The most striking result of this progressive industrialization of cybercrime is perhaps the creation of an entire portfolio of "professional services" which are offered by sector organizations to those who, not being regular criminals, nevertheless seek some specialized collaboration which could help them quickly put in place some lucrative but illegal activity. This ‘customerization’ of cybercrime is known as "Crime-as-a-service", a term that includes a broad and well-structured offering portfolio ranging from the development of custom malware (including such things as "ransomware-in-a-kit") to the massive deployment of attack vectors through "satisfaction guaranteed" spam campaigns based on millions of real and reliable email addresses. And again, from the handling of huge Distributed-Denial-of-Service attacks down to the illegal mining of bitcoins using botnets made up of hundreds of thousands of unaware end-user computers or compromised computing infrastructures in the cloud.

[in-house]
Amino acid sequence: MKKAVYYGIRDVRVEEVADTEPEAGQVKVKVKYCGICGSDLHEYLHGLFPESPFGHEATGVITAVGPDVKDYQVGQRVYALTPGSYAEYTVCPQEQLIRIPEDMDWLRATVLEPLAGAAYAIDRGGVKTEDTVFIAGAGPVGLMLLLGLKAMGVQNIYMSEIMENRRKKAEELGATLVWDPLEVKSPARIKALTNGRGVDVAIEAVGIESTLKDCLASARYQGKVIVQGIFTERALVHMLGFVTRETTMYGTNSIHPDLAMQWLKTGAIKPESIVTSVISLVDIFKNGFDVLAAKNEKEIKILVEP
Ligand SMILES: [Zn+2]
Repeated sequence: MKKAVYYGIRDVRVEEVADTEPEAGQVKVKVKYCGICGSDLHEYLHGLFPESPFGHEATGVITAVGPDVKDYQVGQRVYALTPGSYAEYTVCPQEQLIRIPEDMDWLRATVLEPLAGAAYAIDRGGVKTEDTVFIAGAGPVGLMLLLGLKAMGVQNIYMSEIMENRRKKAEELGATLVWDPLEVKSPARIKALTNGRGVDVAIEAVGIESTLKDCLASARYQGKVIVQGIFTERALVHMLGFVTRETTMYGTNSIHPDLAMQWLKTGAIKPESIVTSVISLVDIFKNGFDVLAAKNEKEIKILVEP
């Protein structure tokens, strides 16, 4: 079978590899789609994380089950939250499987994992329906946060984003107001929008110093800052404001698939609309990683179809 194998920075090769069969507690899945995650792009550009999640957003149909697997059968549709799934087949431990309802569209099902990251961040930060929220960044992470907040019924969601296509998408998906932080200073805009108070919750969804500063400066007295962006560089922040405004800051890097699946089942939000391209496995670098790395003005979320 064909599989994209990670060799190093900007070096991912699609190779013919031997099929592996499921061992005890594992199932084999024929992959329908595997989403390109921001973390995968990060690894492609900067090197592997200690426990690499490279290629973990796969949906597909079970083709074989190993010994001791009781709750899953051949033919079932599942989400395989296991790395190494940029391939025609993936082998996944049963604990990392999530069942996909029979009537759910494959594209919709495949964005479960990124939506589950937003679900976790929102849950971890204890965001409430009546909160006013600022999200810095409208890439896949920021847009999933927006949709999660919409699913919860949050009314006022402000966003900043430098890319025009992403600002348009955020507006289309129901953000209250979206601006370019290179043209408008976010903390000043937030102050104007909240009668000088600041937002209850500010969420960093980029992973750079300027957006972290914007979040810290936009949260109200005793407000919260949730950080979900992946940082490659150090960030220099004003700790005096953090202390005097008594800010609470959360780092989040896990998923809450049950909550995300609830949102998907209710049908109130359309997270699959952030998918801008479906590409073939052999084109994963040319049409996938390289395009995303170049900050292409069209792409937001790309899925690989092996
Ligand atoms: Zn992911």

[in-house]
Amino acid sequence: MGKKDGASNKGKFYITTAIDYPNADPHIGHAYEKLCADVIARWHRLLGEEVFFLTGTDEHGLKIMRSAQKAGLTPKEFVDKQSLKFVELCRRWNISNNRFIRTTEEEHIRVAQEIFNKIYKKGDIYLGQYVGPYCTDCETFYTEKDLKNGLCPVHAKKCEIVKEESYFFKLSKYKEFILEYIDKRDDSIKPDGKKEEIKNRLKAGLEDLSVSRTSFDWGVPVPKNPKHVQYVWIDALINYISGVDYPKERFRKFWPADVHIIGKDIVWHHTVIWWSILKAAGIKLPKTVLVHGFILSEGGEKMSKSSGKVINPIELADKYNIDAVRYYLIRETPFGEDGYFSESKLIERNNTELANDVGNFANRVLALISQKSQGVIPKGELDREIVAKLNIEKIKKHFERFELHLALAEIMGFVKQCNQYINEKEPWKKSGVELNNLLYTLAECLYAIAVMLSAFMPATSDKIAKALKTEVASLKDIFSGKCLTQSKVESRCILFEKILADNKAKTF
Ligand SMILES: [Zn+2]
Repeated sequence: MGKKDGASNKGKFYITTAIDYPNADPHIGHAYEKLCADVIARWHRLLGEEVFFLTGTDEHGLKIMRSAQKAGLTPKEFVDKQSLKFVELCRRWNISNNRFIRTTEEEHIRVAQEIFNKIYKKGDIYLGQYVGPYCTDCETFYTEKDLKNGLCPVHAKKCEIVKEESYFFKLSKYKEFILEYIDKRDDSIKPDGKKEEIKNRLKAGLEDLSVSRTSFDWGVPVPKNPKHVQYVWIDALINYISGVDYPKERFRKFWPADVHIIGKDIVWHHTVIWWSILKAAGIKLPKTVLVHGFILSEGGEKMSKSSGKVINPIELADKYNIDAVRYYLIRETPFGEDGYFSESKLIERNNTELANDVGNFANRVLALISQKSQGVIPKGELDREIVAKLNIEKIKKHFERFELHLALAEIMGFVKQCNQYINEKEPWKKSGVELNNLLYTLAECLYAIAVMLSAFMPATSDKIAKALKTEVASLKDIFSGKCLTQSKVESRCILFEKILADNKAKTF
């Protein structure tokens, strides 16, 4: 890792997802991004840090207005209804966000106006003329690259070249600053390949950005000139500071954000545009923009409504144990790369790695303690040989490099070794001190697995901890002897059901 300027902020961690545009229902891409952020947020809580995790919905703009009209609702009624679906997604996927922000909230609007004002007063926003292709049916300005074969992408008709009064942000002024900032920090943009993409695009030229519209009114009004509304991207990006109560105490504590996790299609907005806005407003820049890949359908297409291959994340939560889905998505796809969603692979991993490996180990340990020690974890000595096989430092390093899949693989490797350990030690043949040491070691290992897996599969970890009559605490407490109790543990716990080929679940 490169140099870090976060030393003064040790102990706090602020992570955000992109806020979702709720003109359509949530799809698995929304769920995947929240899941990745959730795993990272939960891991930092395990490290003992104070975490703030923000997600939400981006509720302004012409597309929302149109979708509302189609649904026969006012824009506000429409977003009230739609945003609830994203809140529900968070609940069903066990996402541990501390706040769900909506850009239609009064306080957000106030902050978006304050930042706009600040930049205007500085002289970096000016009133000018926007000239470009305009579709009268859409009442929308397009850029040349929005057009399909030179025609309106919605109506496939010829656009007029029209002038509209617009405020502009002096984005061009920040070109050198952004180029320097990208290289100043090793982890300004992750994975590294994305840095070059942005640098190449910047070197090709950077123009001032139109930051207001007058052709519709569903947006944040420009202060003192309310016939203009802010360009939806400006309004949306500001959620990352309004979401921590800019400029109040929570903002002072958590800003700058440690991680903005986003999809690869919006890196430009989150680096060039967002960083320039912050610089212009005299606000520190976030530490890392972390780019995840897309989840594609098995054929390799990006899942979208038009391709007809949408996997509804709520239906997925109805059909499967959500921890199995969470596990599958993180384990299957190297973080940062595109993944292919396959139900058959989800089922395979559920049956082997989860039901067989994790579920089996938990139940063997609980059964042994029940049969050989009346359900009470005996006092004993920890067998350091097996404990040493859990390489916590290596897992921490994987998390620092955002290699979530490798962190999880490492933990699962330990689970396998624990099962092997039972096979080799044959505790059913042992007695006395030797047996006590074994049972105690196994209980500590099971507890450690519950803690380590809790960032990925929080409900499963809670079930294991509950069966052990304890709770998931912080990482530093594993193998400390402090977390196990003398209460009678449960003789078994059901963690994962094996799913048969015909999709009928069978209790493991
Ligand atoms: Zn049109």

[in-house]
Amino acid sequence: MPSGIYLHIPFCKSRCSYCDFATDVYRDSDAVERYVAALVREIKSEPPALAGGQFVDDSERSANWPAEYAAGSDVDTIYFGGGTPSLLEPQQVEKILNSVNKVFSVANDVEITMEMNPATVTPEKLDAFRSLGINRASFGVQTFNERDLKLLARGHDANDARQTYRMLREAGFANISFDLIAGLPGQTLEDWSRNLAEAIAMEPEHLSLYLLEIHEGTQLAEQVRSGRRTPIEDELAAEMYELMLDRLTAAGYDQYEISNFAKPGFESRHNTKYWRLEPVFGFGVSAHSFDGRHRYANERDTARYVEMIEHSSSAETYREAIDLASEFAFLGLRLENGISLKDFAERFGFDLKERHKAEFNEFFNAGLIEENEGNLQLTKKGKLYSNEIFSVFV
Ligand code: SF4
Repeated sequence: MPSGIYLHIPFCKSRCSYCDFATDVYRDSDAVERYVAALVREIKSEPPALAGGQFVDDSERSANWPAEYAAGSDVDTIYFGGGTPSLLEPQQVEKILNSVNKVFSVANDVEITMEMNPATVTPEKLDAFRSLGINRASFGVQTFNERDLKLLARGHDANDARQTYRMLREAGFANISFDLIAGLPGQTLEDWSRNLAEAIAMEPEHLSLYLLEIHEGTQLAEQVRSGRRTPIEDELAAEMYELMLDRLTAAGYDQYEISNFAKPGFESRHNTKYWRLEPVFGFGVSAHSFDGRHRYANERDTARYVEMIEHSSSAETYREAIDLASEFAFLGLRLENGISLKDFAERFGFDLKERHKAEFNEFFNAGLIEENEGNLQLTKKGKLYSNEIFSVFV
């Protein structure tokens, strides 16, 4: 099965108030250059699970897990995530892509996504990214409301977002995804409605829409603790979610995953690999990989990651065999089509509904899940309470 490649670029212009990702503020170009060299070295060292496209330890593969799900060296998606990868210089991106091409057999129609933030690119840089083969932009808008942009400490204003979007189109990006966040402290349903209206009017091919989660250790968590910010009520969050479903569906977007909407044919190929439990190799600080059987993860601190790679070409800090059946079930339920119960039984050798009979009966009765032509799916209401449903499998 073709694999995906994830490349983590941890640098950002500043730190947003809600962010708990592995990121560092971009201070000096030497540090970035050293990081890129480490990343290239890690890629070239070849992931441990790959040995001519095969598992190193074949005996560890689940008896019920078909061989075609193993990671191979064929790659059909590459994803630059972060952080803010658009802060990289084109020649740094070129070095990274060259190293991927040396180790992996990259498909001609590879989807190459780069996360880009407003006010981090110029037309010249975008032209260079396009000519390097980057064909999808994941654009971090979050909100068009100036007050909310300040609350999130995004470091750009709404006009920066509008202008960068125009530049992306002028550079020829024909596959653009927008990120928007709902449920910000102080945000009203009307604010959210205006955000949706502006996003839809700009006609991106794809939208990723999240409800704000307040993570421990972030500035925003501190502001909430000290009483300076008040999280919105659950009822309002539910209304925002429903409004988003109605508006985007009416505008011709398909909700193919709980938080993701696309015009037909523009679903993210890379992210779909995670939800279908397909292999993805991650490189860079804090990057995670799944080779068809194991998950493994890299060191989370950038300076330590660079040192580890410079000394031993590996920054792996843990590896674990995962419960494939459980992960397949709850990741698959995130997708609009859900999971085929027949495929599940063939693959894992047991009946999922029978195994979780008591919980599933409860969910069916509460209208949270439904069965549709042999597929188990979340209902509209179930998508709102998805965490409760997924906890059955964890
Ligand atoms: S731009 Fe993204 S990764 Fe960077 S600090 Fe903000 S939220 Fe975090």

Evidence of such hidden activities can be found in recent data coming from several threat monitoring sources, all of which report a steady growth either in the number of botnets or in the number of Command and Control servers (C&C), which are the management centers from which botmasters give commands and program the activities to be performed by compromised computers that compose the botnets. This is a clear indication that those kind of cybercrime-enabling infrastructures are built not only for direct use by criminal organizations but also to be rent, so to say, to "third parties".
New territories on the cybercrime landscape: IoT and Cloud